In these days when we can put a name in a search engine and get dates, links to documents and (purported) family members, is it worth it to read books? I hope you say YES!
Reading histories can give us insight into our ancestor’s lives: where early settlers came from (and why); religions, schools and types of industry in the area; stories about famous (and infamous) folks. This information can lead us to resources for further documentation as well.
Lots of books are now online, free to read or download (to computer or e-reader). Others are available for a few dollars, or being re-printed “on demand”.
Would you like to find a book that contains genealogy research on a surname or area you are researching?
Read online or download for free: (Each has their own search engine)
For a full list with links: EBook Friendly: Sites Where You Can Read Books Online.
1) FamilySearch.org (Search: Books)
2) Google Books
3) Open Library
4) Internet Archive
5) Amazon – in the Kindle store. You don’t need a Kindle; you can download the kindle reader for your computer. (A LONG list of free older history books – cheap or free.)
6) Genealogy Gophers - GenGophers.com – a relatively “new kid on the block” for online GENEALOGY SPECIFIC books! They’ve received their books from FamilySearch.org and many others - but here’s why you want to use their search engine:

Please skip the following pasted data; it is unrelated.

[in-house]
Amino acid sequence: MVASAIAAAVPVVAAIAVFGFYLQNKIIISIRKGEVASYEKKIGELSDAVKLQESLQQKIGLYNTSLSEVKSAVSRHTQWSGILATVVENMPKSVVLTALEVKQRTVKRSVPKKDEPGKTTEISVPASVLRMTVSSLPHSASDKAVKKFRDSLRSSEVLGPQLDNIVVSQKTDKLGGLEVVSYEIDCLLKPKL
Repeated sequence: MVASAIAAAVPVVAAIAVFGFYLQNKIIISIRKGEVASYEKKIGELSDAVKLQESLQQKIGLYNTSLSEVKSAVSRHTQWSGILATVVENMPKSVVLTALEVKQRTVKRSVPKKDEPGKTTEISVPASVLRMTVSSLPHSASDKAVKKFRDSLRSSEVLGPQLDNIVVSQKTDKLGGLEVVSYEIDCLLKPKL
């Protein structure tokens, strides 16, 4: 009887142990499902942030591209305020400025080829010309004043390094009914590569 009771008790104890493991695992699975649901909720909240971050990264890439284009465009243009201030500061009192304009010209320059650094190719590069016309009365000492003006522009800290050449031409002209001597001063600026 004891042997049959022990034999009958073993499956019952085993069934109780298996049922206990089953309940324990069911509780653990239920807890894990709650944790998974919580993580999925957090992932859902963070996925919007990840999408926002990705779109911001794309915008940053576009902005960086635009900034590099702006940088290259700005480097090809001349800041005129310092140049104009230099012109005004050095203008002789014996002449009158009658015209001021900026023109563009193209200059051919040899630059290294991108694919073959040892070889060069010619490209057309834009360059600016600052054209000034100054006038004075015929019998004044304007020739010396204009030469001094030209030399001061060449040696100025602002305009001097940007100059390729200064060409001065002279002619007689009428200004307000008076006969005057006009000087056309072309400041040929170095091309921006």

a) It’s more intuitive; it will KNOW to search for “Wm.” when you input “William.”
b) “Advanced search” narrows to a geographical area.
c) Results include a snippet of the page so you know whether it’s something you want to pursue.
Started in March of 2015 - with over 80,000 books. Here’s their webpage explaining it all: GenGophers. Note: Free, but you do a survey (once daily for full access) for which they are paid. Maybe a nuisance - but worthwhile for the convenience of their search engine - you decide.
But maybe you really like to hold a book in your hands?
Worldcat.org helps you find a book in a library; many have lending programs; check with your local library for details.
Looking to buy?
Besides the big guys Amazon, Ebay, AbeBooks and Alibris, there a lot of small companies worth checking into too.
Cyndi’s List: Books: Used Books... lists 69 resources. (Not all are specifically genealogy, and some links no longer work) See Used Books, Rare Books, and Book Search Services.
Some of my personal favorites:
1) FindUsedBook.com - metasearch of 80,000 book sellers (very useful because not every small bookseller can afford their own website or show up in google searches).
2) JanawayGenealogy.com - mostly new, but some used - and a “print-on-demand” service.
So whether you prefer to read online, download to your computer or e-reader, or love the feel of that book in your hands - there’s a lot to choose from out there!